In addition, I think we saw solid progress in implementing reforms started in prior years, especially in healthcare and decentralization.
And as a result, Ukraine once again improved its Doing Business Rating by five places, so it’s 71 out of 180.
However, I think we all know that to achieve the kind of economic growth that Ukraine needs, it needs to be very aggressive in implementing reforms and the laws that have been passed.
Above all, we believe it needs to set up an effective anti-corruption court and end the legal impunity of the vested interests.
It needs to carry out the long-promised program of privatizations, open up the upstream energy sector to real investment, and I just heard while we were all mixing and mingling earlier that actually some auctions have been just announced today for March.
And Ukraine needs to press forward on decentralization, public-private partnerships, and other reforms.
Only in this way can Ukraine unleash its potential and kill Moscow’s dream of keeping Ukraine weak.
2019 will bring its own challenges, not the least of which will be presidential and parliamentary elections. And I think we all believe that credible and transparent elections are one of the hallmarks of a democracy.
These elections represent a critical opportunity for Ukrainians to be heard and to chart the course for their country.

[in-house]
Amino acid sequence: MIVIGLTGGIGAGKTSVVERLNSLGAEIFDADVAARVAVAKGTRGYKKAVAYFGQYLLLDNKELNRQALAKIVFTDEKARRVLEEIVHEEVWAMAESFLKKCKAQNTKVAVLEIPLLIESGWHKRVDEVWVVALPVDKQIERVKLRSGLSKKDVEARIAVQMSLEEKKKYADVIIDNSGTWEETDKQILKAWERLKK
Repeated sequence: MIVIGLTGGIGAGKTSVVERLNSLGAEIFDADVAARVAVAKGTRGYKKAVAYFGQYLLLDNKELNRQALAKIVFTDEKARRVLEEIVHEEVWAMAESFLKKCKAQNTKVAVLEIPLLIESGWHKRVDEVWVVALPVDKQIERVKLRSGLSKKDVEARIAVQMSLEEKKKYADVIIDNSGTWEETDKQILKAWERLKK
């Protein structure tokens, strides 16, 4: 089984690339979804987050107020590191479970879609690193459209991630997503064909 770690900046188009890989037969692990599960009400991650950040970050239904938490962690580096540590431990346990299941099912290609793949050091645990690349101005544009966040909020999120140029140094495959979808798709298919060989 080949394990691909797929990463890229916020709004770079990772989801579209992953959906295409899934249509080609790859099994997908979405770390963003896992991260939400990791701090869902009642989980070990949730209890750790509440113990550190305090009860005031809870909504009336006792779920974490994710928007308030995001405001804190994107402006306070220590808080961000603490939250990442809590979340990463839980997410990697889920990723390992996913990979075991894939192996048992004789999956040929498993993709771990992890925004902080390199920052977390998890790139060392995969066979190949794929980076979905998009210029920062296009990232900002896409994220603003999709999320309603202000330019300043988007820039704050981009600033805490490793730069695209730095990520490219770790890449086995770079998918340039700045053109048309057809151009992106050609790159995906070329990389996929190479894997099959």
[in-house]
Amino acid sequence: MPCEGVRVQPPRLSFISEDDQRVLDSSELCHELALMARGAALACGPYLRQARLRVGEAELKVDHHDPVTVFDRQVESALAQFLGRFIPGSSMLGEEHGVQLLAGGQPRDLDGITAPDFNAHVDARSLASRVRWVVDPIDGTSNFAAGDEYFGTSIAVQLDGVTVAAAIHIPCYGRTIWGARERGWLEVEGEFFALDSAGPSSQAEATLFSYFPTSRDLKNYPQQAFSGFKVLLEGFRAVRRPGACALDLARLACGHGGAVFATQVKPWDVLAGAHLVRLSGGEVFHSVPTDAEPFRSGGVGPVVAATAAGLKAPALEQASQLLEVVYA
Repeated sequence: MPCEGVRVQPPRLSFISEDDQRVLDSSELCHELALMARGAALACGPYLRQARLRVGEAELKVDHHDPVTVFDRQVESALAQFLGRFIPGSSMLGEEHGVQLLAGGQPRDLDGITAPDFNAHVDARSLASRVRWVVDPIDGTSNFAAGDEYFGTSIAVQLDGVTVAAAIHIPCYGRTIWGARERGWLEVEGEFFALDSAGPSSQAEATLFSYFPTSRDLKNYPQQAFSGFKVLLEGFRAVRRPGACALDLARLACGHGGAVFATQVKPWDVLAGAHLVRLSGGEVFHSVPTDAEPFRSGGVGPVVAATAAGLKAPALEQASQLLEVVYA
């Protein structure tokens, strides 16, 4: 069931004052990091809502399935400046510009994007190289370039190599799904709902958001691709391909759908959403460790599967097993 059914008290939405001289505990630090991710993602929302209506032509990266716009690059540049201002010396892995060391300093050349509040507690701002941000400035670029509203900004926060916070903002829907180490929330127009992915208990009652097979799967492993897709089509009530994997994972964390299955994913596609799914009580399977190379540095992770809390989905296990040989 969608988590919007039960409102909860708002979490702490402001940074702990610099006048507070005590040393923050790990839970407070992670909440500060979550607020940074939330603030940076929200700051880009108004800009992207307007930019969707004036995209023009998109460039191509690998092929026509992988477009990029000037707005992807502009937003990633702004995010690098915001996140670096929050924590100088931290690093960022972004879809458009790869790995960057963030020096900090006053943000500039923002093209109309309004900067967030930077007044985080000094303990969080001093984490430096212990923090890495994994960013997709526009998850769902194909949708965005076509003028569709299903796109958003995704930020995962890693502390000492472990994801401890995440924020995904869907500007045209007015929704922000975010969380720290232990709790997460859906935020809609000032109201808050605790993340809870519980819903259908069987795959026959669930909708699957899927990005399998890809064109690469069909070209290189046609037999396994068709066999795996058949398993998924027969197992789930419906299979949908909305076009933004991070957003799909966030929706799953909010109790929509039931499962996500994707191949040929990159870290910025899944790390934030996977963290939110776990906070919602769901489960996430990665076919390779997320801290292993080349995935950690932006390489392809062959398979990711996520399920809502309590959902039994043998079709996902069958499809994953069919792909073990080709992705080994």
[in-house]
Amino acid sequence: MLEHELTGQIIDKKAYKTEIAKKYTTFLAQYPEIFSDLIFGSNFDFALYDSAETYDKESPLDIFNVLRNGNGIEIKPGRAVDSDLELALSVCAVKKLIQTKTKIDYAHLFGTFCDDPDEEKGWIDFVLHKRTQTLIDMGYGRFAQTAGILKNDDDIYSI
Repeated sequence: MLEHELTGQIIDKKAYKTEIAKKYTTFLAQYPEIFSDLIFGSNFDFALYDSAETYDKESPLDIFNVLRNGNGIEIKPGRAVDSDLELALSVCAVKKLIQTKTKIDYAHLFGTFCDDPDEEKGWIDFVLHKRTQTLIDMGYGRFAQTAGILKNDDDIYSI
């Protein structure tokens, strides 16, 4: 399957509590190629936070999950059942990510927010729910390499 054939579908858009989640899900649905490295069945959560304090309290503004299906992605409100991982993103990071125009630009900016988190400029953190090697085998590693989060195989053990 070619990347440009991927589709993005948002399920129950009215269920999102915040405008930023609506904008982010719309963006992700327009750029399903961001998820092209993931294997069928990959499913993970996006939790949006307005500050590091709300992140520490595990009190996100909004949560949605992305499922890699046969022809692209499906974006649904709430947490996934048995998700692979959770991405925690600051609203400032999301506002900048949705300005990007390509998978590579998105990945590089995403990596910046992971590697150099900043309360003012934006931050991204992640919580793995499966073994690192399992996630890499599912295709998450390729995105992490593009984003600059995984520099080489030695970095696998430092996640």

And as I’ve told this group many times before, I think, but I say it because I believe it: I am bullish about Ukraine’s future. And we at the Embassy look forward to working with all of you to help you grow your business in this country that is so full of opportunity.
So, Andy mentioned elections, I just talked about national elections, but obviously the AmCham elections are pretty critical as well. Maybe not quite as critical, but critical to this group.
I did want to take a moment to thank the outgoing Board for its great work, and in particular Grzegorz Chmielarski for his leadership this past year as Chairman.
I look forward – the Embassy team looks forward – to meeting and working with the 2019 AmCham Board members.
I think the new Board is taking charge at an important point in Ukraine’s history. I mean, it really feels like there is an inflection point to me.
And I know that this Board is going to be a great partner, not just for us at the U.S. Embassy, but far more importantly, for Ukraine and for your Ukrainian partners.
So with that I want to say thank you and I wish you a happy holiday season as we move into sort of later December and of course January.